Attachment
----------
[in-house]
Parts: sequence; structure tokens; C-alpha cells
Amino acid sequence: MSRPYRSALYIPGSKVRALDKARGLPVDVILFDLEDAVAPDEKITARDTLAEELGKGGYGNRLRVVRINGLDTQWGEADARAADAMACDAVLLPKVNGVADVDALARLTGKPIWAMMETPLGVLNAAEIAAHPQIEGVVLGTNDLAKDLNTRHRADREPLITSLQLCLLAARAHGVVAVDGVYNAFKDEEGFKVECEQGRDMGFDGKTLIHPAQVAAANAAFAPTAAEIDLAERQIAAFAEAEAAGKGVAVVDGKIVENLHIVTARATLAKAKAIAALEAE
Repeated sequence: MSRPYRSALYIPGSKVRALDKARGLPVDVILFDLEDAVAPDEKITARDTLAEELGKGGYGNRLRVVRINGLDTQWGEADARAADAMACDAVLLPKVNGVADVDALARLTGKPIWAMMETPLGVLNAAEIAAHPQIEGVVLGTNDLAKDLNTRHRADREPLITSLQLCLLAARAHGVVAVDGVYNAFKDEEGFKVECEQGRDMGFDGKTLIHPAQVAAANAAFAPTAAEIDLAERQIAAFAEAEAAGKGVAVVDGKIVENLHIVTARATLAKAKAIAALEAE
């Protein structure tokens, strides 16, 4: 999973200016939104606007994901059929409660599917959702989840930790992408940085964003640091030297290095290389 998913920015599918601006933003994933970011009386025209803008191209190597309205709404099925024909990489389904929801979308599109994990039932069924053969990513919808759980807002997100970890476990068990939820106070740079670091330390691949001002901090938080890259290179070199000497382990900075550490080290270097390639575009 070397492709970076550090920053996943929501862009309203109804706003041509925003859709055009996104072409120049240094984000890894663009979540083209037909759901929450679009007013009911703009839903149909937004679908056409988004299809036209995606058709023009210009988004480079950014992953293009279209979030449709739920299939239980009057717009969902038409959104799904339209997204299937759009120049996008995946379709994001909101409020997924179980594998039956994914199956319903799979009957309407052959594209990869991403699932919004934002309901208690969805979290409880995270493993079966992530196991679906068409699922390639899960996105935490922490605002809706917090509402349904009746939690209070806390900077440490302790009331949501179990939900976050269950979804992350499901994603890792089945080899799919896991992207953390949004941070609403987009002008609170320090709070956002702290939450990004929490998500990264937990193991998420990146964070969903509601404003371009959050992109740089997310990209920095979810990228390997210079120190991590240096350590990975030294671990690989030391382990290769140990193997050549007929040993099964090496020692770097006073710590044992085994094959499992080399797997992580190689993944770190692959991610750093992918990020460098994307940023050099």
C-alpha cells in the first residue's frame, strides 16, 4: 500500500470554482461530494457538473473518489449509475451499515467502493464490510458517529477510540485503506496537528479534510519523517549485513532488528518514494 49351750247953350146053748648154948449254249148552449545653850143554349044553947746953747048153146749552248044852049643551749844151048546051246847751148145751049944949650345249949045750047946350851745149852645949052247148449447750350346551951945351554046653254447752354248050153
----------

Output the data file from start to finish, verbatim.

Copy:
[in-house]
Parts: sequence; structure tokens; C-alpha cells
Amino acid sequence: MSRPYRSALYIPGSKVRALDKARGLPVDVILFDLEDAVAPDEKITARDTLAEELGKGGYGNRLRVVRINGLDTQWGEADARAADAMACDAVLLPKVNGVADVDALARLTGKPIWAMMETPLGVLNAAEIAAHPQIEGVVLGTNDLAKDLNTRHRADREPLITSLQLCLLAARAHGVVAVDGVYNAFKDEEGFKVECEQGRDMGFDGKTLIHPAQVAAANAAFAPTAAEIDLAERQIAAFAEAEAAGKGVAVVDGKIVENLHIVTARATLAKAKAIAALEAE
Repeated sequence: MSRPYRSALYIPGSKVRALDKARGLPVDVILFDLEDAVAPDEKITARDTLAEELGKGGYGNRLRVVRINGLDTQWGEADARAADAMACDAVLLPKVNGVADVDALARLTGKPIWAMMETPLGVLNAAEIAAHPQIEGVVLGTNDLAKDLNTRHRADREPLITSLQLCLLAARAHGVVAVDGVYNAFKDEEGFKVECEQGRDMGFDGKTLIHPAQVAAANAAFAPTAAEIDLAERQIAAFAEAEAAGKGVAVVDGKIVENLHIVTARATLAKAKAIAALEAE
């Protein structure tokens, strides 16, 4: 999973200016939104606007994901059929409660599917959702989840930790992408940085964003640091030297290095290389 998913920015599918601006933003994933970011009386025209803008191209190597309205709404099925024909990489389904929801979308599109994990039932069924053969990513919808759980807002997100970890476990068990939820106070740079670091330390691949001002901090938080890259290179070199000497382990900075550490080290270097390639575009 070397492709970076550090920053996943929501862009309203109804706003041509925003859709055009996104072409120049240094984000890894663009979540083209037909759901929450679009007013009911703009839903149909937004679908056409988004299809036209995606058709023009210009988004480079950014992953293009279209979030449709739920299939239980009057717009969902038409959104799904339209997204299937759009120049996008995946379709994001909101409020997924179980594998039956994914199956319903799979009957309407052959594209990869991403699932919004934002309901208690969805979290409880995270493993079966992530196991679906068409699922390639899960996105935490922490605002809706917090509402349904009746939690209070806390900077440490302790009331949501179990939900976050269950979804992350499901994603890792089945080899799919896991992207953390949004941070609403987009002008609170320090709070956002702290939450990004929490998500990264937990193991998420990146964070969903509601404003371009959050992109740089997310990209920095979810990228390997210079120190991590240096350590990975030294671990690989030391382990290769140990193997050549007929040993099964090496020692770097006073710590044992085994094959499992080399797997992580190689993944770190692959991610750093992918990020460098994307940023050099």
C-alpha cells in the first residue's frame, strides 16, 4: 500500500470554482461530494457538473473518489449509475451499515467502493464490510458517529477510540485503506496537528479534510519523517549485513532488528518514494 49351750247953350146053748648154948449254249148552449545653850143554349044553947746953747048153146749552248044852049643551749844151048546051246847751148145751049944949650345249949045750047946350851745149852645949052247148449447750350346551951945351554046653254447752354248050153